The intention-superiority effect for naturally occurring activities: the role of intention accessibility in everyday prospective remembering in young and older adults
Freeman, J. E. and Ellis, J. A. (2003) The intention-superiority effect for naturally occurring activities: the role of intention accessibility in everyday prospective remembering in young and older adults. International Journal of Psychology, 38 (4). pp. 215-228. ISSN 0020-7594
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To link to this article DOI: 10.1080/00207590244000205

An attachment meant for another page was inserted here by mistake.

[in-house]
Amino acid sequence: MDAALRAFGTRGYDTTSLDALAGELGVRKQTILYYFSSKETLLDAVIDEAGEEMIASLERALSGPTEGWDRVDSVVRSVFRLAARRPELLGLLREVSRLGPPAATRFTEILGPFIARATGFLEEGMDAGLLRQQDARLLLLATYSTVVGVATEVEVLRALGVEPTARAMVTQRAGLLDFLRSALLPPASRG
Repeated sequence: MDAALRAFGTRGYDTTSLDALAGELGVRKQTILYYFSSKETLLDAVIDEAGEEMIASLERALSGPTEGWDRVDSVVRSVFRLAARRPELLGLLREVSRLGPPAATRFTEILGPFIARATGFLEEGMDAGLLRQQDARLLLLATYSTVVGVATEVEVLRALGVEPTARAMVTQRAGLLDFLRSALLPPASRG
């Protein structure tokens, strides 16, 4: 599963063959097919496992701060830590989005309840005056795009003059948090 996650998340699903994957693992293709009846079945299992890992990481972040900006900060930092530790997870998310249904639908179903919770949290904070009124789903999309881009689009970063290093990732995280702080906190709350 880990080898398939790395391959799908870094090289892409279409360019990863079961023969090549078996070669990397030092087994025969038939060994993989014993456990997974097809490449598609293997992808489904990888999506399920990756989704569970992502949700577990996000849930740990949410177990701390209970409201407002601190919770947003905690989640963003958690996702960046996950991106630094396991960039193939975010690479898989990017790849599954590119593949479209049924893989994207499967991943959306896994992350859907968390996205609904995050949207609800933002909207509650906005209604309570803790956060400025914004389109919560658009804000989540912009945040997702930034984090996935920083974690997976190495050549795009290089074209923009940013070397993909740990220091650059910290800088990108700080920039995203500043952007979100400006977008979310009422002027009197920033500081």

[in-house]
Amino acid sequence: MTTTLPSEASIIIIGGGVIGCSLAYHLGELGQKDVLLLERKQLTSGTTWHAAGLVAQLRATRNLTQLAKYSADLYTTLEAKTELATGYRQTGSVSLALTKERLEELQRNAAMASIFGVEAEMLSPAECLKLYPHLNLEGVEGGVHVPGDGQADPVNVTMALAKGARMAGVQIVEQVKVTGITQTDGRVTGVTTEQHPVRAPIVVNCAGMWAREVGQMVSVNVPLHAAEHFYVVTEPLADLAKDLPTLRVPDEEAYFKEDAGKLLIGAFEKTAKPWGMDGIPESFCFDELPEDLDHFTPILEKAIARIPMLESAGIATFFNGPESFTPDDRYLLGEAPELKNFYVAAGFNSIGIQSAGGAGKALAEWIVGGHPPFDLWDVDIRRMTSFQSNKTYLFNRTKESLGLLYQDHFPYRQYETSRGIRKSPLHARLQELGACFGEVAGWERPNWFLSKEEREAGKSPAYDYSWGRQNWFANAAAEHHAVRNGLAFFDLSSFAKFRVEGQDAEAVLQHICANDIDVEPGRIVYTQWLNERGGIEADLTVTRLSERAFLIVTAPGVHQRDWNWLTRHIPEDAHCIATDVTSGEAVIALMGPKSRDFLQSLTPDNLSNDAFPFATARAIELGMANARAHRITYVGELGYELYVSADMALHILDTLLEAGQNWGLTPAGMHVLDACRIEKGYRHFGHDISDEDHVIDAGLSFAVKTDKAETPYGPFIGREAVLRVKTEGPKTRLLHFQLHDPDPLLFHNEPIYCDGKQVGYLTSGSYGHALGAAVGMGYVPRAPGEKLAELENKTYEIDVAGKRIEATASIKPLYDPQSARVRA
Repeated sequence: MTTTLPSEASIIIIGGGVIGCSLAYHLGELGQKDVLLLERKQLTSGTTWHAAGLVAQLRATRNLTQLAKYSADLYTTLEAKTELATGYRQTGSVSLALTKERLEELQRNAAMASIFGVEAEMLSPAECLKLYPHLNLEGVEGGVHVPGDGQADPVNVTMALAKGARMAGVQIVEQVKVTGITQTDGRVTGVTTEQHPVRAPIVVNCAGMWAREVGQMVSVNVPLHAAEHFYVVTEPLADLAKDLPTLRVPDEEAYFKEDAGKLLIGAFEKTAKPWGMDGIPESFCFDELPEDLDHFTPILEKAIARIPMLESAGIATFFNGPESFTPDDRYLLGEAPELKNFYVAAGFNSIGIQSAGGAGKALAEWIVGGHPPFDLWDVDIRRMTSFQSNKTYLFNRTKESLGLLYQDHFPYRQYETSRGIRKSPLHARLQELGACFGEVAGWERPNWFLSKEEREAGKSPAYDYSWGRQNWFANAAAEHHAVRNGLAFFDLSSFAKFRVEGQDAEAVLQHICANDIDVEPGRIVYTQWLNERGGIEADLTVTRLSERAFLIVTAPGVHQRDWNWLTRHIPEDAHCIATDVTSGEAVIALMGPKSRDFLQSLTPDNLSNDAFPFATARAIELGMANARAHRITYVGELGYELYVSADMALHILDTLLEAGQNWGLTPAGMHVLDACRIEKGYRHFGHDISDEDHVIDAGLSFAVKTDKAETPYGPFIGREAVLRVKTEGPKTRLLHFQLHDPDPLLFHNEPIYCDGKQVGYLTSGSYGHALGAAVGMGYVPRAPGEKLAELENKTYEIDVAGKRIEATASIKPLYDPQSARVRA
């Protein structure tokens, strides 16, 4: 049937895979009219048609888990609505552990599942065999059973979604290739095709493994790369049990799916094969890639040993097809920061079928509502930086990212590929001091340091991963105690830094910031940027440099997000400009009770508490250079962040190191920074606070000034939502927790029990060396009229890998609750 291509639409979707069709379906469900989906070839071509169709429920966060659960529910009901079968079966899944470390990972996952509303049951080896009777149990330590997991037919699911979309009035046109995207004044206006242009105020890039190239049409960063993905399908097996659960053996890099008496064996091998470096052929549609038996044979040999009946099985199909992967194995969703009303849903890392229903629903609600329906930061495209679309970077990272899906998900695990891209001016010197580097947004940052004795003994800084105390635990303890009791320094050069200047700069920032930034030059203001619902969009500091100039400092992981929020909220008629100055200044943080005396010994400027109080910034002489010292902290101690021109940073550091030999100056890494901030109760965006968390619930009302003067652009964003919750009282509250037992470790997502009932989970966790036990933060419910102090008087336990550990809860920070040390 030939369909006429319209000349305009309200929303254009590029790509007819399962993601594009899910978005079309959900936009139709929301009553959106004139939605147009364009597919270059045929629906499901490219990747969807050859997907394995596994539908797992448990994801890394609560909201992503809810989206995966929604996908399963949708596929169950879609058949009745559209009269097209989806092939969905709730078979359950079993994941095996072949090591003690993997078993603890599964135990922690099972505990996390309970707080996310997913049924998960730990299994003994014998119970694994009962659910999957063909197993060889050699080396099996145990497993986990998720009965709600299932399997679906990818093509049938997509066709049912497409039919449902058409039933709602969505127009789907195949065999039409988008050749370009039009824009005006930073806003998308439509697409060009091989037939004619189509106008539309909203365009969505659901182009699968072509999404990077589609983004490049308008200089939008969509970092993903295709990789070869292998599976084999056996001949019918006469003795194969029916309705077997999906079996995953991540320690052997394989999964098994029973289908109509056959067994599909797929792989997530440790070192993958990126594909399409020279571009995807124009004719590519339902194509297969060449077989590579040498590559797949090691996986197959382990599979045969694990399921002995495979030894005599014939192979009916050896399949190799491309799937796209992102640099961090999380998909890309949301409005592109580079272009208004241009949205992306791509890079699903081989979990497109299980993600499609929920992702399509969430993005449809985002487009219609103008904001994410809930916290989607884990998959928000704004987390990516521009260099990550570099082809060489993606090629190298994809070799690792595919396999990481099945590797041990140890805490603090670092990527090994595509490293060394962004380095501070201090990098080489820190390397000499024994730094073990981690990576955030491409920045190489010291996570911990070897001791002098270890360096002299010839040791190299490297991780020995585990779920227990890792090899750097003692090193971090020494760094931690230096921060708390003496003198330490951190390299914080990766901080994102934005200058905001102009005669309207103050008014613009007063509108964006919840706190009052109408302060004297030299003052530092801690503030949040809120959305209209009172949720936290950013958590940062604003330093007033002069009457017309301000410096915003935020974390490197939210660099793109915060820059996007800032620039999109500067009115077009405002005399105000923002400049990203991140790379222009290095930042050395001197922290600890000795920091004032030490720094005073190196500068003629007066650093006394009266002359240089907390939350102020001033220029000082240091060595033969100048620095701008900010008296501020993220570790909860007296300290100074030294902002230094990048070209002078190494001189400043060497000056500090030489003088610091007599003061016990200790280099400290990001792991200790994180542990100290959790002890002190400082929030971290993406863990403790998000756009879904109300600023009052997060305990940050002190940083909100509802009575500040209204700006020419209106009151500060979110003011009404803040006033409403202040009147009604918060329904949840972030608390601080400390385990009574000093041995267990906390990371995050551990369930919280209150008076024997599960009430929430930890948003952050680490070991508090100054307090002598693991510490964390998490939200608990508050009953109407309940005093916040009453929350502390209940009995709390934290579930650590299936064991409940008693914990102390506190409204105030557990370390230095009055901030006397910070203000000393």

This study examined age differences in the accessibility of a single pool of naturally occurring intentions both before and after completion. Following Maylor, Darby, and Della Sala (2000), accessibility was measured in terms of the number of activities generated in a 4-minute activity fluency task. Each participant undertook two such tasks. A prospective task in which they generated activities intended for completion during the following week and a retrospective task, I week later, in which they generated activities carried out over the previous week. In a partial replication of Maylor et al.'s findings, young, but not healthy older, adults generated more to-be-completed intentions than completed ones, demonstrating an intention-superiority effect (ISE) for everyday activities. The absence of an ISE for older adults appeared to reflect the reduced accessibility of intentions prior to completion, rather than the impaired inhibition of fulfilled intentions. Moreover, both groups showed greater inaccessibility of completed than intended activities, thus demonstrating an intentioncompletion effect for naturally occurring intentions that is preserved in healthy ageing (cf. Marsh, Hicks, & Bink, 1998). Despite showing a reduced accessibility of intended activities, older adults reported having completed a greater proportion of their intentions during the week than young adults. Moreover, there was a correlation between the ability to access intentions and the proportion of intentions completed only for young adults. These observations suggest that older adults' everyday prospective memory performance may be relatively less dependent on intention accessibility and more dependent on other factors. While there was no age difference in the reported use and effectiveness of external retrieval aids, older adults demonstrated a greater level of temporal organization in the production of their intentions in the fluency task. This is consistent with the possibility that older adults may have more structured daily lives and may be able to use information about the sequence of ongoing events to support superior everyday prospective remembering.